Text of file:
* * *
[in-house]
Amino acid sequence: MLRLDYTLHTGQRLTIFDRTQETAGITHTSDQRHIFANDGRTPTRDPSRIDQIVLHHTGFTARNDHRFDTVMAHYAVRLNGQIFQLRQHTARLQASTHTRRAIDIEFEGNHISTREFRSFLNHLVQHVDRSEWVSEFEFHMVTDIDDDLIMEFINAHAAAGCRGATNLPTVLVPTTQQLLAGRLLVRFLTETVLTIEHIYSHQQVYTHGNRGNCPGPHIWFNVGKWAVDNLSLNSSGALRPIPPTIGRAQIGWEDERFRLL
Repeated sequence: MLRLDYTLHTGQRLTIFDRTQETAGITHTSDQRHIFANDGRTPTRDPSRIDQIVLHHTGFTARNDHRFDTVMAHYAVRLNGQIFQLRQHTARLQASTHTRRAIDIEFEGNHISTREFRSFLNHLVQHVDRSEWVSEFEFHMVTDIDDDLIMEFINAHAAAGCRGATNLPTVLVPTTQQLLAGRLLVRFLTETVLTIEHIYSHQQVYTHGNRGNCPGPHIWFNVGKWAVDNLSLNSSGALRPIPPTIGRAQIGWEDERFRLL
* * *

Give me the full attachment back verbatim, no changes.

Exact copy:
[in-house]
Amino acid sequence: MLRLDYTLHTGQRLTIFDRTQETAGITHTSDQRHIFANDGRTPTRDPSRIDQIVLHHTGFTARNDHRFDTVMAHYAVRLNGQIFQLRQHTARLQASTHTRRAIDIEFEGNHISTREFRSFLNHLVQHVDRSEWVSEFEFHMVTDIDDDLIMEFINAHAAAGCRGATNLPTVLVPTTQQLLAGRLLVRFLTETVLTIEHIYSHQQVYTHGNRGNCPGPHIWFNVGKWAVDNLSLNSSGALRPIPPTIGRAQIGWEDERFRLL
Repeated sequence: MLRLDYTLHTGQRLTIFDRTQETAGITHTSDQRHIFANDGRTPTRDPSRIDQIVLHHTGFTARNDHRFDTVMAHYAVRLNGQIFQLRQHTARLQASTHTRRAIDIEFEGNHISTREFRSFLNHLVQHVDRSEWVSEFEFHMVTDIDDDLIMEFINAHAAAGCRGATNLPTVLVPTTQQLLAGRLLVRFLTETVLTIEHIYSHQQVYTHGNRGNCPGPHIWFNVGKWAVDNLSLNSSGALRPIPPTIGRAQIGWEDERFRLL